Come on over for pizza was the invitation. What does that conjure up in your mind? A seat in front of a huge TV, a coffee table and its enrivons obscured by a gaggle of cardboard boxes, empty beeer bottles standing sentry on the floor, and crumpled up paper napkins stained with tomato sauce?
Well, you haven't been to a pizza
party with older women, those rare females who remember when the act of wearing
white gloves, a hat and pearls was more than just a Halloween costume.
Despite efforts by a wily Y chromosome to be the fox in the henhouse,
the group remained unpenetrated by boy germs throughout the evening.
Scissors cuts paper, paper covers rock, testosterone overwhelms
estrogen [the two drops left]. The "girls" would have reverted to old behaviors, i.e.,
flirting, so no boys allowed.
Everyone gathered in the living
room prior to game time for conversation and a designer plate of gaily
arranged Carr's table water crackers, surrounded by slices of imported
brie [which I guess is redundant, but I couldn't help myself],
accompanied by a bowl of deliciously seasoned gourmet peanuts and
another of sweet grape tomatoes for those with health requirements. And
for your beverage of choice, a Waterford or Riedel glass.
How was your day? the hostess
inquired. Old habits die hard, or take on an ironic twist. That classic
query, asked by a woman who knew what it was like to stay home, raise
children, and bring meat, potatoes and a smile to the table at the end
of the day, elicited a flood of complaints foreign to most men.
Changing hair color, getting new hairdos, and caring for an elderly
parent topped the charts. Struggling with the vagaries of a digital
camera caused one technically challenged senior citiizen [that's also redundant] more than a little consternation.
Enthusiasm for the teams was
mixed, with the oldest guest lamenting the loss of the "short shorts" that were replaced by
those long and baggy things ushered in during the Michael Jordan era,
itself almost a generation ago. A return to those halcyon days of yesteryear and she
might consider becoming a real fan once again.
Joining the group before we
adjourned to the "game" room were two small dogs, the hallmarks of any
older female gathering, providing the entertainment that small children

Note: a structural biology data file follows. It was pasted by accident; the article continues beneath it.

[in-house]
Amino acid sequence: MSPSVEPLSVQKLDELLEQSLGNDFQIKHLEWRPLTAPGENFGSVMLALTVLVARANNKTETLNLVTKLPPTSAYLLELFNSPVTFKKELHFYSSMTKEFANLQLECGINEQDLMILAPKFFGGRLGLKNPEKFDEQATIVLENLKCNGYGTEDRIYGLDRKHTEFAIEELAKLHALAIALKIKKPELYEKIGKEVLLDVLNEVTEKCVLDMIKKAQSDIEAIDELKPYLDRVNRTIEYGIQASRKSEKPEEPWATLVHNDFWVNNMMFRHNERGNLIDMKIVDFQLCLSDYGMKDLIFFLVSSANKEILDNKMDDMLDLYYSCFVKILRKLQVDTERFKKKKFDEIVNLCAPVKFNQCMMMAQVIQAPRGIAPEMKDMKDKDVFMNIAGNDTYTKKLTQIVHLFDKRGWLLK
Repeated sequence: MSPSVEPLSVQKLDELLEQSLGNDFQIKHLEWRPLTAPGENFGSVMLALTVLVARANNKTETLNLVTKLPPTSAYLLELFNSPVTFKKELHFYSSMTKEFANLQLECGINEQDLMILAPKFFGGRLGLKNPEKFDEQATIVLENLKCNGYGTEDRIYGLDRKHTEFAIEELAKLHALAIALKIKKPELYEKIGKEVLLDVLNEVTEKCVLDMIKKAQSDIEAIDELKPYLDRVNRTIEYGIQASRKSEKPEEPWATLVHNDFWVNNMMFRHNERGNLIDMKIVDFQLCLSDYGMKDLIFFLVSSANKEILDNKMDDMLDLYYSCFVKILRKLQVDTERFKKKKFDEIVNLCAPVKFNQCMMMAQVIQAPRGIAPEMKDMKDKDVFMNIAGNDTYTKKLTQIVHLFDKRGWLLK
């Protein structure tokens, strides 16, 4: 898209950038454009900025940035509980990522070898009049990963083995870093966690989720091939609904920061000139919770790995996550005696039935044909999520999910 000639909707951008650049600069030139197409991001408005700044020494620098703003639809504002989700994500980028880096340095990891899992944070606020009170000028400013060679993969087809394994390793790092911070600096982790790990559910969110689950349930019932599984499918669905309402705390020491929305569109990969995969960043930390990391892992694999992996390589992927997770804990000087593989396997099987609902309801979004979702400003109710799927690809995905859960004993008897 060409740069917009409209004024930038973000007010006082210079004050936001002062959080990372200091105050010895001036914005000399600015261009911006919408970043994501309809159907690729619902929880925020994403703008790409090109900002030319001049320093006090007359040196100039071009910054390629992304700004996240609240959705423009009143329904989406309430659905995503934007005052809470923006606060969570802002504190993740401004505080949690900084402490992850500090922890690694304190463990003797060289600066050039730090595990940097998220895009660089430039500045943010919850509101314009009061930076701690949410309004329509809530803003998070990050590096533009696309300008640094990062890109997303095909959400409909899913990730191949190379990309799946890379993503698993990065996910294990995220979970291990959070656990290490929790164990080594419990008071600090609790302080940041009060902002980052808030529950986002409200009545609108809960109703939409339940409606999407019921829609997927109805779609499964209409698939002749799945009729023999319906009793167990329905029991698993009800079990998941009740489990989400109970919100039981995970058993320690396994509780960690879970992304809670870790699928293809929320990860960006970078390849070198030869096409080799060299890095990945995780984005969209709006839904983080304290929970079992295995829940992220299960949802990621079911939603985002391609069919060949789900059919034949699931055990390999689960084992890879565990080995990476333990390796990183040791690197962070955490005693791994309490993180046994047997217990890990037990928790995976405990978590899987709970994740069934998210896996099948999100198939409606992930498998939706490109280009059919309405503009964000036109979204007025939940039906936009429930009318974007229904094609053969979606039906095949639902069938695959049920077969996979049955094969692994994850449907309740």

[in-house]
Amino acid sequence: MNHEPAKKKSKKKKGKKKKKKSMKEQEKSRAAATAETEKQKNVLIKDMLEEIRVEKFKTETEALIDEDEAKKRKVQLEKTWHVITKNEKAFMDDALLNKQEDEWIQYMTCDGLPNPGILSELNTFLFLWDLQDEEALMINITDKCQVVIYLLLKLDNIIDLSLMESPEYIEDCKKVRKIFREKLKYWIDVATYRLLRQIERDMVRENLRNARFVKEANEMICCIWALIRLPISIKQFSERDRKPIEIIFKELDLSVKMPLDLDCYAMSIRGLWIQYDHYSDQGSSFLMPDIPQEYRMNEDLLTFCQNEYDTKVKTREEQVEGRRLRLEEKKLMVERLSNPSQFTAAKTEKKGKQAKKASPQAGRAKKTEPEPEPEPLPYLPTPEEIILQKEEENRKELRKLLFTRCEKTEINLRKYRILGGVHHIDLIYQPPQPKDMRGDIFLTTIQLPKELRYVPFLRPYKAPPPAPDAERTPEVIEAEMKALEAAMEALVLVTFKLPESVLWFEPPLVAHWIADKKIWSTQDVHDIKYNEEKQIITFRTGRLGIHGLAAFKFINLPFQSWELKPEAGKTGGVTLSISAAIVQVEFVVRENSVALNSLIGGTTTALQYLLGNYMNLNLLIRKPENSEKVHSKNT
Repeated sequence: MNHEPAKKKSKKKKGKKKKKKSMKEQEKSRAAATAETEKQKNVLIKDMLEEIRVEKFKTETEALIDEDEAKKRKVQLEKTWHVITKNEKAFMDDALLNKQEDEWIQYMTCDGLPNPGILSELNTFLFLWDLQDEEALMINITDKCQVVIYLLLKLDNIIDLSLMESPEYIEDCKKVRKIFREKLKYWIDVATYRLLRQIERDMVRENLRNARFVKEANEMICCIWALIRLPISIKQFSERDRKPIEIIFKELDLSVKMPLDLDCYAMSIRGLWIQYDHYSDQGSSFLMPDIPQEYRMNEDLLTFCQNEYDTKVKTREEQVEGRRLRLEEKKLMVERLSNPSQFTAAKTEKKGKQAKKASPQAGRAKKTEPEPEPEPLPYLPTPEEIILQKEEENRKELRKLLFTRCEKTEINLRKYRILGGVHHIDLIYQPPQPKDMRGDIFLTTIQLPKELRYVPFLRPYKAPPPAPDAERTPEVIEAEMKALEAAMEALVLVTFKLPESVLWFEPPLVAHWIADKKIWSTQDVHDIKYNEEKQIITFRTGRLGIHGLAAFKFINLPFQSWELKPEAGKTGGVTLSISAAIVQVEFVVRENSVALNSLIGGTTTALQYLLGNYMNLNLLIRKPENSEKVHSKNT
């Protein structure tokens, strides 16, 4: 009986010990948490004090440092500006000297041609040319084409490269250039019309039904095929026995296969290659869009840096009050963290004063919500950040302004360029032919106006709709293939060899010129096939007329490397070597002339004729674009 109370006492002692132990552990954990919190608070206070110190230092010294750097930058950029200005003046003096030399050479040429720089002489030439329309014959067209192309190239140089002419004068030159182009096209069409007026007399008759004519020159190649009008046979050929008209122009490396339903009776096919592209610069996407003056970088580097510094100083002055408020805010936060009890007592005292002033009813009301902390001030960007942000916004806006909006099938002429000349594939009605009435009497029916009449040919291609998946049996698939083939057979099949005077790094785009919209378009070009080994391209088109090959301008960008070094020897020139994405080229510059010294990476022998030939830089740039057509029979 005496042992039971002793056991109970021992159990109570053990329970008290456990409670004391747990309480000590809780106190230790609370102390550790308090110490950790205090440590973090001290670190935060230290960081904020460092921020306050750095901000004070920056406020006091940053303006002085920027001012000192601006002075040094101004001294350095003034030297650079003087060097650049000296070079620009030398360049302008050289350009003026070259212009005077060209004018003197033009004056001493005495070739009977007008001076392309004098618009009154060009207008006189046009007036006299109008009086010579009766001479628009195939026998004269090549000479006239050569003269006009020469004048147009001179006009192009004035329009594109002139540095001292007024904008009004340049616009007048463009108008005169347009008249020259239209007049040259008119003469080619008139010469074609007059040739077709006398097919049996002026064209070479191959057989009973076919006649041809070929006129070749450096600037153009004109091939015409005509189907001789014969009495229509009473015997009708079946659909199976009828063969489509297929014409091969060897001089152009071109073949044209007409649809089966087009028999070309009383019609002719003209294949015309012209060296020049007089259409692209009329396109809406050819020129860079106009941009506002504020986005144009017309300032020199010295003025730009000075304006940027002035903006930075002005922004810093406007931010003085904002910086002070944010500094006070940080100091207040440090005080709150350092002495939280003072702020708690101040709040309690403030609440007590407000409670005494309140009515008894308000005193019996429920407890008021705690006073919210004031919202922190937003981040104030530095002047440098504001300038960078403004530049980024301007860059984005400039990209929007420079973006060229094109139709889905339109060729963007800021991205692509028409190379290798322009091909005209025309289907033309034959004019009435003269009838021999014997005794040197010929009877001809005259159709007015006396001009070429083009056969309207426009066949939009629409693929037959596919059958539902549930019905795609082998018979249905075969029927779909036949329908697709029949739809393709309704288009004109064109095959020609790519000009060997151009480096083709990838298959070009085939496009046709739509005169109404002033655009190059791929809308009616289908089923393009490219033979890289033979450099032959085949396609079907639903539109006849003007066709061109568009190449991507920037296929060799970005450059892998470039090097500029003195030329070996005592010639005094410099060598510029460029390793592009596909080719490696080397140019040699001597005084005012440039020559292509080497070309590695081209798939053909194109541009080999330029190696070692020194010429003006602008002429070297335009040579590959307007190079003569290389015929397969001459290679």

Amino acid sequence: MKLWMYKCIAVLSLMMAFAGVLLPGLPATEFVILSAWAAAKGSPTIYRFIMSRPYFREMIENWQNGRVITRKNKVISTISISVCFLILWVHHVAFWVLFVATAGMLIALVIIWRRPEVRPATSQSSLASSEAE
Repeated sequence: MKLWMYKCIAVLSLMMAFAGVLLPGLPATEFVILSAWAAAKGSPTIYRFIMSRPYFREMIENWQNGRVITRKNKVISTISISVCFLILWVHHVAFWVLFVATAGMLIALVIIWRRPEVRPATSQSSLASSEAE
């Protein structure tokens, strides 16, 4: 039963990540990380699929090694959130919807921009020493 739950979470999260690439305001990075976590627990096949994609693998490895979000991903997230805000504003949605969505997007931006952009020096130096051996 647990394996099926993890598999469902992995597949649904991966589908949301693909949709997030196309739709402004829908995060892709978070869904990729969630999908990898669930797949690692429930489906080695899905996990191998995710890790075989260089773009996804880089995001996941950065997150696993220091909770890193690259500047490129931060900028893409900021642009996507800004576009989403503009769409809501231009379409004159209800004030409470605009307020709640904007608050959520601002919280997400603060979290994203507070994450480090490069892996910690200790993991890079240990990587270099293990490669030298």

usually offer. Several times the little poochies were scooped up for
hugs and loves, while they worked the room like furry dustbusters
vacuuming up whatever crumbs might have dropped on the floor.
Preparations for the pizza and a salad to accompany it were underway
with the lighting of the oven. The very thought of serving, let alone
preparing a salad is an anathema to most pizza party hosts. The hostess
excused herself to lay out the buffet, joined by a
volunteer sous chef who offered to contribute her culinary skills to
insure the success of the fresh greens.
Finding comfortable spots in front of the TV, our feet warmed by the
Persian rug, the rest of us chatted
merrily about the tournament so far. Finding out that Gonzaga was not
the name of a famous Indian chief was a revelation to some. Noting the
football player size of the entire Boston College team caused some
admiring gasps in others. The more knowledgeable among us explained the
intricacies of telling the difference between home and away teams,
while the neophytes guessed what the teams' initials meant.
Dinner was served. The mere announcement adds a grace note of decorum
don't you think? Okay it was frozen pizza from Costco, but the buffet
was pure Martha, with lovely Italian earthenware, cloth napkins, real,
not plastic, flatware, a delicious argula salad, and red wine in
crystal glasses, so it could breathe properly.
All agreed that the pizza met our standards for a good crispy crust and
marvelous cheese. The flavor was no doubt enhanced by having it
served on clean plates.
Dessert was passed around by our hostess afterward. She managed the
difficult technique of presenting the sweets with one hand while
offering us a glass dessert plate simultaneously with the other. A far
cry from the food tossing so prevalent at most pizza parties.
Did I mention we were treated to baklava, which she had spent
considerable time choosing just for us, along with the wine and salad,
all of which, like the pizza, were bought at Costco.
Times have changed. Women work like men. Men finally figured out that
wasn't such a bad deal. Marriage is on the wane. Partners are on the
rise. Furniture can be rented. Meals have been outsourced. Dishes
aren't washed, they're thrown away. Placemats are plastic. So are the
utensils. Silver and china languish in their packing boxes, waitiing
for the kind of parties that may now be virtually extinct.
But like the early Christians who celebrated the gospel in secret,
there are women who still remember what it means to bring out the good
stuff for their friends.